The Technology and Social Behavior (TSB) degree benefits students by providing training in methods to study human behavior and new technology. Students will design and implement new technologies, and incorporate the results of empirical research into these technologies. This will prepare them for a wide range of academic and industrial jobs. The curriculum for the joint degree program is rigorous, as it combines requirements from both Computer Science and Communication.
There are a number of reasons for pursuing a graduate degree in Technology and Social Behavior. TSB graduates obtain the technical and empirical expertise that will allow them both to design innovative technologies and to understand the contexts of their use in the social world. The TSB degree prepares graduates with a deep knowledge of how to understand human behavior; incorporate their understanding into the design of technology; and evaluate the technology in its social context of use. This training lets our students communicate with social scientists, humanists, engineers, computer scientists, and software designers, and to teach students from each of those areas. Their education supports an understanding of how people interact with technology; how to design systems that work naturally with people; and how to execute these designs.
TSB faculty, whose research spans a variety of methodological approaches, enjoy thinking about problems from multiple points of view. The multi-method training students receive will help them to produce better research and also to understand the work of future colleagues who, given the direction of the field, will likely come from a range of disciplinary traditions. Complementing the TSB approach is Northwestern University's strong support for cross-disciplinary graduate education. Students from other departments routinely enroll in TSB courses, and TSB students are welcomed in other department's courses.
TSB faculty regularly invite students (including first-year graduate students) to participate as co-authors in their published research. As students mature in the program, they can find support with the faculty for writing their own papers and generating multi-disciplinary collaborations.
Critical evaluation of disciplinary perspectives, as well as integration of disciplinary methodologies, is a key goal of the TSB doctoral program. The required courses therefore provide theoretical, historical, psychological, and sociological perspectives on technology, along with classes in research methods. For the remaining courses, each student must work with an advisor to create a course of study that approaches a single theme within technology and social behavior from multiple disciplines.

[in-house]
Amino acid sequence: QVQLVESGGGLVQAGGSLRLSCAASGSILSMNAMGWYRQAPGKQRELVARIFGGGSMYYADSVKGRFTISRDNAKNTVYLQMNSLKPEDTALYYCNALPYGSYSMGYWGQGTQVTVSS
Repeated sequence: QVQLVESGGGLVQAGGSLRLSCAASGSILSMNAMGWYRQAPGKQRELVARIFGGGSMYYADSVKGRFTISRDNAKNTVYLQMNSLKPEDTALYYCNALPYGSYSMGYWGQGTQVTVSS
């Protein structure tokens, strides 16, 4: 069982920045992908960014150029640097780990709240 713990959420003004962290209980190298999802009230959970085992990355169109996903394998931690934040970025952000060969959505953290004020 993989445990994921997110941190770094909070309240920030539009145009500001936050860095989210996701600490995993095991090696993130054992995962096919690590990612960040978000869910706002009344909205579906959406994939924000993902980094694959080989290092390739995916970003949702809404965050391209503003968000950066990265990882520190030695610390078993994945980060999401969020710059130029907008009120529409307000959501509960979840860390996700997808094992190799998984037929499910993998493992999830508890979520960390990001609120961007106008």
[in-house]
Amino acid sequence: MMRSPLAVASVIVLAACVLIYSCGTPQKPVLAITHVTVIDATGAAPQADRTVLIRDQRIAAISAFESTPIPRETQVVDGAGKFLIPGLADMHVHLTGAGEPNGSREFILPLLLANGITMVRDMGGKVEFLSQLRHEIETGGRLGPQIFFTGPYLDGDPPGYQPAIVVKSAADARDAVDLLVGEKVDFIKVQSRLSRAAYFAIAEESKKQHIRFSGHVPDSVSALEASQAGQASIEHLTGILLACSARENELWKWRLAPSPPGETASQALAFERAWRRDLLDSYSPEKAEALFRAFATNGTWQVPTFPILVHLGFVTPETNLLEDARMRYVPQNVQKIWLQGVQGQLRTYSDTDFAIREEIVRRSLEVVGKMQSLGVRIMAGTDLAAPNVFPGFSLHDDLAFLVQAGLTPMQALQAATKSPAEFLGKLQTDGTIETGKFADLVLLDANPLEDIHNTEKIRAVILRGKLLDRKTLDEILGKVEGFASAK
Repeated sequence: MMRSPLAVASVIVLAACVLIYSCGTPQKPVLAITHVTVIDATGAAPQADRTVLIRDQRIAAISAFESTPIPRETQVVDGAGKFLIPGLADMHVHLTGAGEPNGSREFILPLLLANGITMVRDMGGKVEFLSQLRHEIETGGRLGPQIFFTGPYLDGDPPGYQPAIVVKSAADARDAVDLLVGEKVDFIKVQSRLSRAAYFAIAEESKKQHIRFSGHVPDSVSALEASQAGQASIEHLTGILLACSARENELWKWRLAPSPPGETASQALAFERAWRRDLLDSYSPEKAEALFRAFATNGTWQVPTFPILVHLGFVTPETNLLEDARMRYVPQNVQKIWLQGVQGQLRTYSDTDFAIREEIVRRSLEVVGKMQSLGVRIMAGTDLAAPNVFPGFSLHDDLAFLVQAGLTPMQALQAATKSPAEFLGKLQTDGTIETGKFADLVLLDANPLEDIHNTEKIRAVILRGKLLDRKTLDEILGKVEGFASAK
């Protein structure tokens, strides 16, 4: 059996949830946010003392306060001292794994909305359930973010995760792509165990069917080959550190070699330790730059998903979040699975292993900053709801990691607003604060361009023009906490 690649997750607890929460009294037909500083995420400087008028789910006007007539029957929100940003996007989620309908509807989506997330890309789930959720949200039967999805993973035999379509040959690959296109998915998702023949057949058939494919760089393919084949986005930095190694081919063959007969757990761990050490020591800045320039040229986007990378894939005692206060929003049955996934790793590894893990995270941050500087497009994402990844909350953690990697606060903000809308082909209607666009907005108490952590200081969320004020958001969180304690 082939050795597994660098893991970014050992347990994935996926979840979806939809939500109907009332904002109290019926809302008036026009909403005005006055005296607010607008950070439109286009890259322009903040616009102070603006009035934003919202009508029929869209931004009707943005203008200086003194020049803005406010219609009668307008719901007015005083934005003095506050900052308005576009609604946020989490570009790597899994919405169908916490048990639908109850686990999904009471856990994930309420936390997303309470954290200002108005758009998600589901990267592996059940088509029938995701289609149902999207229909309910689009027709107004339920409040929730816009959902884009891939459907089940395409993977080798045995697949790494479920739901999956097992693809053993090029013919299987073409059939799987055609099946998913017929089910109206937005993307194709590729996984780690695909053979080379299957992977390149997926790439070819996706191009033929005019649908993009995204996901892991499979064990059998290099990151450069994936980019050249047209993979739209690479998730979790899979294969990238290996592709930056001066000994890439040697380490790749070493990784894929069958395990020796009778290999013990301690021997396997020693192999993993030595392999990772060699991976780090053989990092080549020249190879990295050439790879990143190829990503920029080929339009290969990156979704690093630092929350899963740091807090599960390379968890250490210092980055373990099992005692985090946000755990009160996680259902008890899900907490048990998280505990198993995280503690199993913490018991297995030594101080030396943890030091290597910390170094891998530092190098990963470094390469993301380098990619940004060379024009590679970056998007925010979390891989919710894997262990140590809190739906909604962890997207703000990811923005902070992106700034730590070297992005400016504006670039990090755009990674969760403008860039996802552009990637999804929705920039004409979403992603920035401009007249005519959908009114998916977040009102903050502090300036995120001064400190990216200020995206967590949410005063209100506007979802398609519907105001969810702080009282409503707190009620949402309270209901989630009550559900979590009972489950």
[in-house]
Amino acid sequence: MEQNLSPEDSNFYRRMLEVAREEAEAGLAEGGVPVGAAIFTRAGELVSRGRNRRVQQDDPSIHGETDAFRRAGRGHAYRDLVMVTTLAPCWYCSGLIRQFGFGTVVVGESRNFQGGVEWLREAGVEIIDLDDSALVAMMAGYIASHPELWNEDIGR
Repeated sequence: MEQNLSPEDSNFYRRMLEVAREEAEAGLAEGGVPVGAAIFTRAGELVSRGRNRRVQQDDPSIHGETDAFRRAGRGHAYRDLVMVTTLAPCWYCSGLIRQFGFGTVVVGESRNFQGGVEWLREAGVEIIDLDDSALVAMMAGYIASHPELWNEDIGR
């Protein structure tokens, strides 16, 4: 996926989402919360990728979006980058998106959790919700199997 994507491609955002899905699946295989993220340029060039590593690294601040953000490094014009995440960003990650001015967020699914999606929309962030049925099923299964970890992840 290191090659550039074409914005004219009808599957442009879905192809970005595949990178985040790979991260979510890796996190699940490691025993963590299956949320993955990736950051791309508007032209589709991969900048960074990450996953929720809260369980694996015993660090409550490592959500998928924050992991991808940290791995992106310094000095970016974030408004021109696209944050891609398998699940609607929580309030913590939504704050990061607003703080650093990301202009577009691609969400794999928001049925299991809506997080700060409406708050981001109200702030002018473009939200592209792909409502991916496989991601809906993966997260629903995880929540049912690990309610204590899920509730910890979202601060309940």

Because Ph.D. students are encouraged to create a course sequence that best supports their research, dissertation, and teaching plans, each student will be assigned to a temporary advisor upon arrival, who will help design a research plan. Students need not, however, feel obliged to choose this person as a thesis advisor. The research plan will incorporate course requirements from both the School of Engineering programs and School of Communication, however since these degree requirements are quite flexible, students can expect to engage in hands-on research starting in their first year.
Example Courses: Tangible User Interfaces; Applied Research Methods; Social Network Analysis; Theories of Computer Mediated Communication; Machine Learning; Design of Interactive Learning Environments; Web Information Retrieval and Extraction
Students in the joint Ph.D. will complete one part of the qualifying exam in each of the two distinct fields. These exams must be completed before the beginning of the student's 4th year in the program.
Theses in Computer Science require implementation and theoretical analysis of a computer system in a technical research context, while theses in Communication require either empirical or archival evidence for a well-fleshed-out argument. Ph.D. theses in TSB, the joint Ph.D. in Computer Science and Communication, will comprise two parts that are not often found together - an implementation, and a hypothesis about how the implemented system affects social behavior, with an empirical evaluation of that hypothesis.
In order to ensure that the Ph.D. thesis represent joint competence in Computer Science and Communication, the thesis committee needs to be composed of four faculty members, of whom two are in Communication and two are in Computer Science. Three of the committee members must be faculty at Northwestern University. The thesis must be judged acceptable by all four of these committee members.
As part of preparation for their qualifying examinations, students will complete a major field exam that leads to a student's publication. We aim for our students to be on the job market with a number of quality publications, and the requirements are designed with this in mind. Examinations in minor fields are expected to help students demonstrate mastery of areas in which they envision teaching future courses.
Since the program's founding our students have created their own speaker series, organized conferences, and created an online community. The department has provided financial support for all of these endeavors. We also offer generous financial support to assist students to attend conferences, in order to support their academic growth.
There are numerous opportunities for students to explore their research interests beyond the Northwestern campus, for example in seminars, workshops, and archival collection at the Newberry Library, the Art Institute of Chicago, the University of Chicago, and the Wisconsin Historical Society. In addition a number of industrial research labs are located in the nearby area. Google, Motorola Labs, Lucent Technologies, IBM, and a number of other labs have sites in the nearby Chicagoland area.